Car design for Ferrari has traditionally been created in the Pininfarina studio. For today’s conditions, the surprisingly compact car excelled in an elegance that needed no showing. All of these lines sort of follow each other in a logical way, there’s nothing irritating about the whole car, but the whole thing is extremely balanced and it’s a pleasure to watch the car. The bow keeps its own shape thanks to the tilting headlights, the era of which is gradually coming to an end.
Inside, the situation was similar. At first glance, it’s a Ferrari, just a slightly different Ferrari. The whole cabin is wrapped in the strings of the best Connolly leather, the seats are electrically adjustable, in later versions the position can be memorized, there is a quality audio system, powerful air conditioning and everything that can be useful on many occasions. long distances. At the same time, however, there is a battery of indicators, in addition to the obligatory clock and fuel gauge, there is also an indicator for temperature and oil pressure and coolant temperature. The sporty three-spoke steering wheel (later replaced by a less attractive version with an airbag) perfectly complements the traditional open-shift decor.
The Ferrari 456 GT was powered by a royal engine. A twelve-cylinder fork was placed up front. Each of its twelve combustion chambers had a volume of 456 cubic centimeters (hence the car’s name), a total of less than 5.5 litres. The engine had atmospheric filling and four-valve technology, four camshafts driving the belts. The electronic injection system was supplied by Bosch.
The power of the 442 horsepower engine is still solid today, and the Ferrari 456 GT only needed to exceed the magic limit of 300 km/h in top speed. Acceleration from zero to one hundred in 5.2 seconds proves that even if it is a GT, in this car you will certainly not be deprived of the experience of driving a real Ferrari. At the same time, the engine excelled in reliability, and daily use was recorded at Ferrari at very reasonable service intervals (basic visits of 10,000 km, major overhaul with timing replacement set every 50,000 km) .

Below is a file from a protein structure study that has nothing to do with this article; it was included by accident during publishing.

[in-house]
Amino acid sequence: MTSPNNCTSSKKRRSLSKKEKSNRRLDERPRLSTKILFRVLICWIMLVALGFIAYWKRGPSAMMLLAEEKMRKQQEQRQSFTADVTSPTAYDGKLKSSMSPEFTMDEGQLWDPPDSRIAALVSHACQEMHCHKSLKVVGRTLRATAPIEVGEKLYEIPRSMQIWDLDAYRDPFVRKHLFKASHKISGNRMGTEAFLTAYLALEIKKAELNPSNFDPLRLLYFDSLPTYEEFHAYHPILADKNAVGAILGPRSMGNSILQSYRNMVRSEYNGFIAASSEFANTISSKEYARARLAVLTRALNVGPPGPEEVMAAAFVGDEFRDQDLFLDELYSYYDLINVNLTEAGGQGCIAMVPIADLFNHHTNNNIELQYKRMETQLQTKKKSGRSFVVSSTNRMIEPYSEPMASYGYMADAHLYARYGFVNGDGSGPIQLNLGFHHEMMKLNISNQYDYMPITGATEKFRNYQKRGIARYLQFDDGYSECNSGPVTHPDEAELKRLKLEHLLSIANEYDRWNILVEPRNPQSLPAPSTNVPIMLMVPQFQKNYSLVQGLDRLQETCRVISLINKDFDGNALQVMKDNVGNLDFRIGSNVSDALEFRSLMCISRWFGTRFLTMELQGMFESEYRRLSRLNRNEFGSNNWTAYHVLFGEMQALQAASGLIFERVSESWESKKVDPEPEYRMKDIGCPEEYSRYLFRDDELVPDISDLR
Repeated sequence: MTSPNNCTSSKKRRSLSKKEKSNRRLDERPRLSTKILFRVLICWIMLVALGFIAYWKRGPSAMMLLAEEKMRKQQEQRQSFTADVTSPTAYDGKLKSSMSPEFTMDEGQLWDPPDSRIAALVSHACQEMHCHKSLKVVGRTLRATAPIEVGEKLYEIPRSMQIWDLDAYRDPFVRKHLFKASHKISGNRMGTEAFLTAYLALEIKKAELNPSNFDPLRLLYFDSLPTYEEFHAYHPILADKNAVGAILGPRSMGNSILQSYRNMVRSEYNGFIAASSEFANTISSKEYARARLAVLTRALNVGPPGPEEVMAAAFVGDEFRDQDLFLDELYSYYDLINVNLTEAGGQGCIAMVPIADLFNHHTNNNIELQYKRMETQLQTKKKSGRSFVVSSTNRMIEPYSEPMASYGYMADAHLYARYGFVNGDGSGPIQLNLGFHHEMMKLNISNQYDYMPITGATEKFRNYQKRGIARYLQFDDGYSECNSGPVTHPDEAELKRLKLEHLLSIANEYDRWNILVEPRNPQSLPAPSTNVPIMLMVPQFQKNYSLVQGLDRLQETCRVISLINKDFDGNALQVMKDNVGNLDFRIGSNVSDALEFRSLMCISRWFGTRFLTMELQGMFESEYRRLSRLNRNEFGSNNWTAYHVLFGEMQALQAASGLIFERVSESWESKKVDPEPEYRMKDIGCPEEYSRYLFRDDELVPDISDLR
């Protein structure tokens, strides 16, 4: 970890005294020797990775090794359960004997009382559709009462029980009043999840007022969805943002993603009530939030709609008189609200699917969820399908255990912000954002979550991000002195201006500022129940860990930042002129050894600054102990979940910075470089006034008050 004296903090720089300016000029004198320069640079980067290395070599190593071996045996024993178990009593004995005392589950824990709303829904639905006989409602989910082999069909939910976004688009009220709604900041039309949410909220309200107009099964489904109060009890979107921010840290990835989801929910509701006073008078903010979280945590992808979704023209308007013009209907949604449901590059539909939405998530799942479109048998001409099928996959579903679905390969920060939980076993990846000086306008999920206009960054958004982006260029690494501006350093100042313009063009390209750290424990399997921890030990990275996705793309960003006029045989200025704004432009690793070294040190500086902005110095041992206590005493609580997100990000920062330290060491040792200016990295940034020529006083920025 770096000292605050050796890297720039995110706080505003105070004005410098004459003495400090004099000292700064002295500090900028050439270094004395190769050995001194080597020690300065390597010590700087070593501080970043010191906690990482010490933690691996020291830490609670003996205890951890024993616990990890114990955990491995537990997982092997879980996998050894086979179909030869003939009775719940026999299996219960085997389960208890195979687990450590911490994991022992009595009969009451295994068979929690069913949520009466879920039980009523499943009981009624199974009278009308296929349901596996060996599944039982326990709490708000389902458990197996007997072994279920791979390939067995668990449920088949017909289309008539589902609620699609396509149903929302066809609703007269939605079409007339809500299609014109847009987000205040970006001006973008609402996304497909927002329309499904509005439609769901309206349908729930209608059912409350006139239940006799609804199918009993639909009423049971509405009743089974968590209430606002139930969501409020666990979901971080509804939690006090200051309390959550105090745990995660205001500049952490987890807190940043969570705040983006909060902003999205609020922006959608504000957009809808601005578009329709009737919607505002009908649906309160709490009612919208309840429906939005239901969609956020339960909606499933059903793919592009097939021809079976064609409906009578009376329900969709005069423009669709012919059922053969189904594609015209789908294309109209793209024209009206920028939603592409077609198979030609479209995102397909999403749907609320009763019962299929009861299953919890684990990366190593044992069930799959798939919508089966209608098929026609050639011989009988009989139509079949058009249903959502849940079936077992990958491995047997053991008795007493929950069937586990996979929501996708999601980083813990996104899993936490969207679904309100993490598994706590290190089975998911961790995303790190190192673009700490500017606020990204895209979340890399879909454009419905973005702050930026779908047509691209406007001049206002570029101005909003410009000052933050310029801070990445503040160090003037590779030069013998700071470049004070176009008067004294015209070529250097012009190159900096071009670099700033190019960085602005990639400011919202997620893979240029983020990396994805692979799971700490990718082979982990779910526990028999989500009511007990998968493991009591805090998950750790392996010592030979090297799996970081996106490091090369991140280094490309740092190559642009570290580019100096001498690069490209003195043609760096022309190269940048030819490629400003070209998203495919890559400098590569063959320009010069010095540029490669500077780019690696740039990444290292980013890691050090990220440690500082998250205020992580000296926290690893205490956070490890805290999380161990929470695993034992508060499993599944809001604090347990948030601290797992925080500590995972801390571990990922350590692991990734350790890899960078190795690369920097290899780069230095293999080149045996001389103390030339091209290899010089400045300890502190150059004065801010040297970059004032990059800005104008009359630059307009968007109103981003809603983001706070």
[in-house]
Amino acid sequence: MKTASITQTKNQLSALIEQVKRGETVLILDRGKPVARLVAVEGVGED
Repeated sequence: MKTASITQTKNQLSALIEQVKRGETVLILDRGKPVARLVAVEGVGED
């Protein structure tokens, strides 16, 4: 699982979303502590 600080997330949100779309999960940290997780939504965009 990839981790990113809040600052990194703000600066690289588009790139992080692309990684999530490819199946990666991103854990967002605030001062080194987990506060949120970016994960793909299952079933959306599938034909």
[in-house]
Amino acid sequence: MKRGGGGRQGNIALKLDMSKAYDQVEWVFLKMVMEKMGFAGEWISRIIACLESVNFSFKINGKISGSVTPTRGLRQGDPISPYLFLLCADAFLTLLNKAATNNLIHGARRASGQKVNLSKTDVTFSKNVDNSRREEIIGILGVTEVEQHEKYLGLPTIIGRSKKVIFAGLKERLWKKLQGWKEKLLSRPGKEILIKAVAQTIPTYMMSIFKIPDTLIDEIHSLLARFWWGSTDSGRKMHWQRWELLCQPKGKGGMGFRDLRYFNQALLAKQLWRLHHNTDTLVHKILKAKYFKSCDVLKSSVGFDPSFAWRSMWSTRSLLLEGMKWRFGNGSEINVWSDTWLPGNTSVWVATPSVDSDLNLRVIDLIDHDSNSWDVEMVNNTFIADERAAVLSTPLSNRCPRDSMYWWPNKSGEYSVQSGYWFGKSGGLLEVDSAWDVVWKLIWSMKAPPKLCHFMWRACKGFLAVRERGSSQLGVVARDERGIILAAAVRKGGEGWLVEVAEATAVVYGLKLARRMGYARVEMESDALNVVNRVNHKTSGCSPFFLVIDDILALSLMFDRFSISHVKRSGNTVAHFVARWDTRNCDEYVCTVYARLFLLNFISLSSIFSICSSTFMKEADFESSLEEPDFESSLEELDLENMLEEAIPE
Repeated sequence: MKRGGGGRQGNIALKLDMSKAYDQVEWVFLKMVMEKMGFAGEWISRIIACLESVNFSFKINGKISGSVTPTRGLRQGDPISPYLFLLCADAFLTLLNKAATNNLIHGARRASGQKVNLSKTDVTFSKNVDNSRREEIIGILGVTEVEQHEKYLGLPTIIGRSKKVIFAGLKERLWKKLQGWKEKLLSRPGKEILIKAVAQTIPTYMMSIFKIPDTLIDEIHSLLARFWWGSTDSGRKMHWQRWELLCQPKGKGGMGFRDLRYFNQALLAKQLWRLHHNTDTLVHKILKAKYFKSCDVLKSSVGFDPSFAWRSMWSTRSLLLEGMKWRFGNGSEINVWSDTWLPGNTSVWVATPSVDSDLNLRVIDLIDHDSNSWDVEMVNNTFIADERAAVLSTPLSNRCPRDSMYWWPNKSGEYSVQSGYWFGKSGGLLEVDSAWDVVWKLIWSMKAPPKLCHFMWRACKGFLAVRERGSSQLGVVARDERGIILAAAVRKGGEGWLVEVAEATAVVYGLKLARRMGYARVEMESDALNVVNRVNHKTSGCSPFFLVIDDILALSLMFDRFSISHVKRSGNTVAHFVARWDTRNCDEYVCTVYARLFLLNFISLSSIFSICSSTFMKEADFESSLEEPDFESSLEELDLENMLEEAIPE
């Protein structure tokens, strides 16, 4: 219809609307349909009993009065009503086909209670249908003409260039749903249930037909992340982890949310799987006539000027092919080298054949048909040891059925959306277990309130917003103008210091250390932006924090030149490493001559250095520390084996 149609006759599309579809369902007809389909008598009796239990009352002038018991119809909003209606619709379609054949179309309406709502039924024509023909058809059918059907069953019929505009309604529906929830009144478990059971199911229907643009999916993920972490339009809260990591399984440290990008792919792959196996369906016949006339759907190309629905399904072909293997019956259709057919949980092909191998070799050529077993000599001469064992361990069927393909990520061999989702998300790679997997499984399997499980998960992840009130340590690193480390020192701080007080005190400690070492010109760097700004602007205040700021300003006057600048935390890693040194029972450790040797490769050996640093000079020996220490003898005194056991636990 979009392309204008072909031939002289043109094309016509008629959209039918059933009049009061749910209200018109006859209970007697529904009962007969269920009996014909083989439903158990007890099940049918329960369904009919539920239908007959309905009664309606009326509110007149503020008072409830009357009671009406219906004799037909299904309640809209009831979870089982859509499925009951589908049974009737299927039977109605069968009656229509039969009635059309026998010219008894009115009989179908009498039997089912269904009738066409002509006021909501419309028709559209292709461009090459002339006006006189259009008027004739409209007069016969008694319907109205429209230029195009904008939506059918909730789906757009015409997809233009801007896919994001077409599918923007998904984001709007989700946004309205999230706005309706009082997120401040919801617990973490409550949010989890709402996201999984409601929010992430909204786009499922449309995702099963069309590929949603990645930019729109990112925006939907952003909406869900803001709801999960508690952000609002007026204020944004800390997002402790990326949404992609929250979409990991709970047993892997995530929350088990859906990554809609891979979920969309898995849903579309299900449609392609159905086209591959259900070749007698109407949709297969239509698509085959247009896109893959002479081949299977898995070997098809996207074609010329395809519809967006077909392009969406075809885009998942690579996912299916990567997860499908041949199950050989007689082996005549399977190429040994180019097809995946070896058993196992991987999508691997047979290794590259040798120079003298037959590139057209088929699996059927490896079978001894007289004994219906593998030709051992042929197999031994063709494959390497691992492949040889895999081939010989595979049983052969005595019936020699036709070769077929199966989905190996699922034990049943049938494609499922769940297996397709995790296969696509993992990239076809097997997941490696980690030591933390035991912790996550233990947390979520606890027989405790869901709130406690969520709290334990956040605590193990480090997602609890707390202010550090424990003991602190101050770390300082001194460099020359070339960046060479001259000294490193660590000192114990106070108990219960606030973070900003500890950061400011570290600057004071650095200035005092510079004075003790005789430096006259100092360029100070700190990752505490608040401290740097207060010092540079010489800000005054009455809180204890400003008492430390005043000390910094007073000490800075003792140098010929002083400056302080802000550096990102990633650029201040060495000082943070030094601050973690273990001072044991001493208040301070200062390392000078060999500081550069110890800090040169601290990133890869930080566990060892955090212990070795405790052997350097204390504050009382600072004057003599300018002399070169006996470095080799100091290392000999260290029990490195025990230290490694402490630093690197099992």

The transmission was located on the rear axle, which helped to balance the car, the suspension was a double trapezoid on all wheels, there were adjustable shock absorbers, power steering with progressive effect and the ABS system could be deactivated on simple push of a button. So with the 456 GT you can enjoy what you have with every real Ferrari, a pure and unfiltered experience. At the same time, however, once the misfire was over, you could reactivate ABS and traction control, switch the chassis to comfort mode, fill up the 110-litre tank and go the distance. There was also a 456 GTA version, where the A indicates the presence of an automatic transmission – more precisely an FF Developments four-speed automatic.
In 1998 Ferrari presented an improved version of the 456M. The design of the car was smoothed out smoothly, the car lost its vents in the hood, and the spoiler integrated into the rear bumper was already solid. The front mask also changed, which was now larger and contained a pair of lights. Contrary to expectation however, these are not fog lights, these two headlights serve exclusively as a horn – when the left lane of the freeway needs to be cleared and flipping the ‘turn signals’ is an unnecessary waste of time…. The changes also affected the interior, the air vents were newly round, the steering wheel and the layout of the center console were new.
In addition to the coupe itself, the Venice series was created on the basis of the 456 GT models. These cars were built by Pininfarina itself, but with the consent and in cooperation with Ferrari. These were four-door sedans and even a five-door station wagon for important customers. The price of these cars would have been around one million dollars. A total of 14 Venice series cars were created.
Production of the Ferrari 456 GT lasted a respectable 11 years, after which the car was replaced by the Ferrari 612 Scaglietti model. The novelty took the technology a step further, but at the same time it grew too big for me and left the understated elegance of the compact 456 GT in my eyes still unmatched. The car was different, unconventional, rarely red, but it connected the worlds I love so much. It made Ferrari the real car of my dreams.